Simple steps to help you focus for the new year.
by C. Daniel Baker, Black Enterprise
As the calendar turns from 2012 to 2013, small business owners often find themselves finishing up projects, closing deals and reviewing the past year. Between following the outcome of the fiscal cliff crisis, balancing holiday time with running your business, and other last minute issues, most owners are exhausted. The clean slate of a new year brings the chance to restart, rejuvenate and reinvigorate ourselves and our small businesses.
First, small business owners should take time to reflect on 2012. What were some of your businesses’ biggest accomplishments? What were some of your biggest mistakes? Owners would do well to celebrate their successes as well as figure out what went wrong, before rushing into the new year.
Entrepreneurs should use January as a chance to review their clients, customers and contacts. Make a list of persons and companies you’d like to partner with in the new year. Pinpoint the most important people you’ve worked with in the last year, whether they’re colleagues, interns or customers. Use this time to let them know just how much you appreciate them and what exactly they did for you. Good relationships are critical to future networking so time spent now can reward dividends.
American Express OPEN Forum listed several other ways entrepreneurs can recharge in the New Year.
For the entrepreneur, this time of year typically means a mad dash to wrap-up remaining projects, close deals, and squeeze in time for family and friends. With winter’s shortened days, it starts to feel like time accelerates faster than ever—leaving you less and less time to accomplish your year-end goals. However, amidst the holiday chaos, it is possible to stay grounded and set the foundation for a successful year to come. Here are six ways to help you recharge your business for the New Year.
1. Get your priorities in line. Time management is a year-round challenge for business owners, but schedules get even tighter during the holidays. That’s why it’s more important than ever to know your priorities. Set a stopwatch for 20 minutes and write down everything that needs to be done before the calendar turns to 2013. Then, give yourself another 10 minutes to assess which of those tasks are the most important to yourself, your business and your family. Keep that list in mind as you start each day—and make sure all your activities are centered around those core priorities.
2. Ditch the New Year’s resolutions. A FranklinCovey survey found that 80 percent of people who make New Year’s resolutions will break them. And a third never make it to the end of January. If you’re one of the many people who have left a string of resolutions behind, it’s time for a new approach. Rather than creating your resolutions for 2013, use the end of the calendar year to reflect on your business and market. What were some of the best things that your business accomplished this year? What were some of the biggest mistakes? Don’t rush to begin planning the new year until you’ve celebrated your wins and acknowledged your mistakes.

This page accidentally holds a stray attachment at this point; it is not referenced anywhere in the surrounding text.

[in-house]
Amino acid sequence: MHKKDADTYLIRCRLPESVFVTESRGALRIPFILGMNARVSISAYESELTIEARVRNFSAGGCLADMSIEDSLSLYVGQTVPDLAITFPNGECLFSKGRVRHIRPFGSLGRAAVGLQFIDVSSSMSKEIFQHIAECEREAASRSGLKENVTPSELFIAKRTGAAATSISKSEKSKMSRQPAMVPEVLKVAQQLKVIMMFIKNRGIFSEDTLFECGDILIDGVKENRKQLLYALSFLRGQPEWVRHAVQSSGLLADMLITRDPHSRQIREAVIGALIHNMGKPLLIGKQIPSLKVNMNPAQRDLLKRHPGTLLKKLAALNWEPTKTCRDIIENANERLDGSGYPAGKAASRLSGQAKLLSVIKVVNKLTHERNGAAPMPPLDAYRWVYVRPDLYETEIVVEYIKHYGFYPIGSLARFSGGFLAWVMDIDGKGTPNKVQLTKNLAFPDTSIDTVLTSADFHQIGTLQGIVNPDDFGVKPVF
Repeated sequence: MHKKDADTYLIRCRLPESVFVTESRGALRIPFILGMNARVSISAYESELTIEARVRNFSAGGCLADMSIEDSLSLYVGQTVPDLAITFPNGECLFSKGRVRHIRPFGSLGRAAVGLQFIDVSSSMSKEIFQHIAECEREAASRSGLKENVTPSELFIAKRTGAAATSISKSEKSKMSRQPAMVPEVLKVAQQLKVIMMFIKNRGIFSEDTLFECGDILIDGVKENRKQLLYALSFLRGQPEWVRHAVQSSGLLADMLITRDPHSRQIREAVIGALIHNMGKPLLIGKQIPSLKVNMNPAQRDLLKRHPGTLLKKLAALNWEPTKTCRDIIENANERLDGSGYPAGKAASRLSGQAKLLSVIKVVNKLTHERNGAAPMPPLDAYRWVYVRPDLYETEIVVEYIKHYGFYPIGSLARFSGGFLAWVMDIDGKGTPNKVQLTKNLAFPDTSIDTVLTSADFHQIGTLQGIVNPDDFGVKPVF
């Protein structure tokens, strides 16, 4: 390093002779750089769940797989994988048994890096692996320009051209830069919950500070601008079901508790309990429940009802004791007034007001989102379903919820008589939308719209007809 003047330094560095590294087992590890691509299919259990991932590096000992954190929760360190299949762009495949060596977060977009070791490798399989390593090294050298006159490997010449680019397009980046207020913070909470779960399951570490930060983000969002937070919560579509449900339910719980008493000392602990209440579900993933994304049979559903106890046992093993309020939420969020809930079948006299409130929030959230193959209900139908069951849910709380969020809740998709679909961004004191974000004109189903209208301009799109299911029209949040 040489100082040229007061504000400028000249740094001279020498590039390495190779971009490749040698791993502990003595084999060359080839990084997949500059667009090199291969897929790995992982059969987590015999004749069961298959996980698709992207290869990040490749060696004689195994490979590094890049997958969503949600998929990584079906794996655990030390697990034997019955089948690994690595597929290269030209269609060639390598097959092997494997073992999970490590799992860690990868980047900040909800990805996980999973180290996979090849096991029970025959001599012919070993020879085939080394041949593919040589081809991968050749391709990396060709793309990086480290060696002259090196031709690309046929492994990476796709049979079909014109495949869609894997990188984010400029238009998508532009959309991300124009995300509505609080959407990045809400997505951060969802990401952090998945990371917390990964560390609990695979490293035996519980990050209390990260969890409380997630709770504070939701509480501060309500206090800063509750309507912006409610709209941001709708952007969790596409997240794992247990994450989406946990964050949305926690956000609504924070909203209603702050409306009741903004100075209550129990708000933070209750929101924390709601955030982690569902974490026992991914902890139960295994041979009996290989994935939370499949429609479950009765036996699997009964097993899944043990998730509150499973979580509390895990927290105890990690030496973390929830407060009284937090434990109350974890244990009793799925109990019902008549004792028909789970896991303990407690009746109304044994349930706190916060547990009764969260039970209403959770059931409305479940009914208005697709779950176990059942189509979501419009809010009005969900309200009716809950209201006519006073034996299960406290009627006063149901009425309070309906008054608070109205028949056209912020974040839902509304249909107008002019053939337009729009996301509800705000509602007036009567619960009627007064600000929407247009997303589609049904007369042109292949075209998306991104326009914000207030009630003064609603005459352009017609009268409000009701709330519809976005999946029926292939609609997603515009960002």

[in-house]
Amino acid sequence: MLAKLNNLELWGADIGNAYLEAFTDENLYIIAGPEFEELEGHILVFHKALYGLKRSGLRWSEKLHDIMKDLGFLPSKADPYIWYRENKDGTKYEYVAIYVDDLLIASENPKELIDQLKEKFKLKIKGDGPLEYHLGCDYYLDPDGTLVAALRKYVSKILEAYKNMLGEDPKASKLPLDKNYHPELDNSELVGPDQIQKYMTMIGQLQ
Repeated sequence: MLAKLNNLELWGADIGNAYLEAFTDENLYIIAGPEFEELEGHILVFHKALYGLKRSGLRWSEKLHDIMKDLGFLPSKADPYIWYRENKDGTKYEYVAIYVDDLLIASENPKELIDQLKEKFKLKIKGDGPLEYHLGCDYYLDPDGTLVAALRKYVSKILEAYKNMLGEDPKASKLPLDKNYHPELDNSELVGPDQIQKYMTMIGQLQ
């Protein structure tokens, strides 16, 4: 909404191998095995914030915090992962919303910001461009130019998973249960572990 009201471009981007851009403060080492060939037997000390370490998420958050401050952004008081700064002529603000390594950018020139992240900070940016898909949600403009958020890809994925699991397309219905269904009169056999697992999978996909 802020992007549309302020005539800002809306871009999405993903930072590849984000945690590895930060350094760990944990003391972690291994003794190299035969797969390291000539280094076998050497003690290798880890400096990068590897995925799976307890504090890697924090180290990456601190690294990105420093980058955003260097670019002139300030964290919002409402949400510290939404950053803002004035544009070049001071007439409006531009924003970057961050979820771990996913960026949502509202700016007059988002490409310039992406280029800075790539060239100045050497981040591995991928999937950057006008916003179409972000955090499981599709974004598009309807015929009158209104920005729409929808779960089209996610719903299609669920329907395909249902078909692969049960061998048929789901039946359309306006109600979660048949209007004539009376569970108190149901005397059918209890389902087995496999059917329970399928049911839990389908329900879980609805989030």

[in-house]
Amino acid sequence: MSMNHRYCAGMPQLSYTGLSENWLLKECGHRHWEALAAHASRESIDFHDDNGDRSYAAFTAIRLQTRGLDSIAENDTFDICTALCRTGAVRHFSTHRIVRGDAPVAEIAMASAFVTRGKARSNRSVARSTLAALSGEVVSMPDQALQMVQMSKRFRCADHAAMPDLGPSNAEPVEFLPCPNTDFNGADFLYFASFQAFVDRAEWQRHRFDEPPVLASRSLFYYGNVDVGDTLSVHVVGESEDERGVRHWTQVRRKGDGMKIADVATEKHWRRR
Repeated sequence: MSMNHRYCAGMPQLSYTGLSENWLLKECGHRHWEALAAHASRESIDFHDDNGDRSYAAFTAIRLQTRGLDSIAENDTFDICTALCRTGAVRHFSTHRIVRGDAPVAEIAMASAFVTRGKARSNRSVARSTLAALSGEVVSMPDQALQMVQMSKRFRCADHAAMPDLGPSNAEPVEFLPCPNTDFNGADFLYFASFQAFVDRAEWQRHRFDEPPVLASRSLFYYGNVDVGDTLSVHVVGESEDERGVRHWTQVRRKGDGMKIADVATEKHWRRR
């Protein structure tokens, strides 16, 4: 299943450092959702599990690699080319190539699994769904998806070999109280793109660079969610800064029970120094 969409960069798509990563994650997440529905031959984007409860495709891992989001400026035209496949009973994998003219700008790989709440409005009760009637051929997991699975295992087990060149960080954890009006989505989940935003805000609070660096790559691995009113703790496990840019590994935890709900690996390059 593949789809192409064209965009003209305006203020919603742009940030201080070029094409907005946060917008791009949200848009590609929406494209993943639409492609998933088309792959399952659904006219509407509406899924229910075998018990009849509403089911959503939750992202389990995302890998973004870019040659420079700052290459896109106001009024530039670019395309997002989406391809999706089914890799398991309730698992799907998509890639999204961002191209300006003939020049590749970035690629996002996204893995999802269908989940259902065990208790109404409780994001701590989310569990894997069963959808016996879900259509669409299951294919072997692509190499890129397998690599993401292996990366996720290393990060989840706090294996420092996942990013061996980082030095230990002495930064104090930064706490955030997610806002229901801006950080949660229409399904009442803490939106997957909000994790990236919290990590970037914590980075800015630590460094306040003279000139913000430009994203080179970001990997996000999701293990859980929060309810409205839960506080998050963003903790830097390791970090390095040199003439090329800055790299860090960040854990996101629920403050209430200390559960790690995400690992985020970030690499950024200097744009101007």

3. Evaluate your year as a business leader. In addition to reflecting on your business, this is a good time to reflect on yourself. After all, as an entrepreneur, you don’t exactly get a yearly performance review. Being as objective as possible, write down your strongest characteristics as a leader—and your weakest. Then, think about how each of these characteristics impacted your business, team members and partners during the year. This type of objective self-assessment can help you pinpoint areas to improve in 2013.
4. Build important connections. As a good entrepreneur, you’re looking out for interesting opportunities around every corner. And the end of the year offers a bevy of parties and events. Make some time to take advantage of these networking events and meet new people. Sometimes a simple party is the key to a great new client, collaboration or partnership that will pay dividends in the new year.
5. Show the love. During this hectic time, it’s all too easy to become inwardly focused—where you’re thinking more about crossing things off your list than what (or who) really matters. Of course, holidays are the time for family and friends, but I’m also talking about the professional relationships that matter to you. Think about the most important people you’ve worked with throughout the year—whether it’s a devoted assistant or a colleague who keeps introducing you to great contacts. Then, let them know just how much you appreciate them.
6. Unplug and recharge your batteries. No matter how busy your schedule gets, every entrepreneur should take some much-needed time away from the office and digital devices. Take advantage, since this is often the one time of year when people expect you won’t be working (unless, of course, you’re involved in some kind of seasonal business). Downtime is the only real way to hit the reset button, both personally and professionally. And it will open the door to fresh perspectives and new inspiration.
April 16, 2013 //
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April 16, 2013 //
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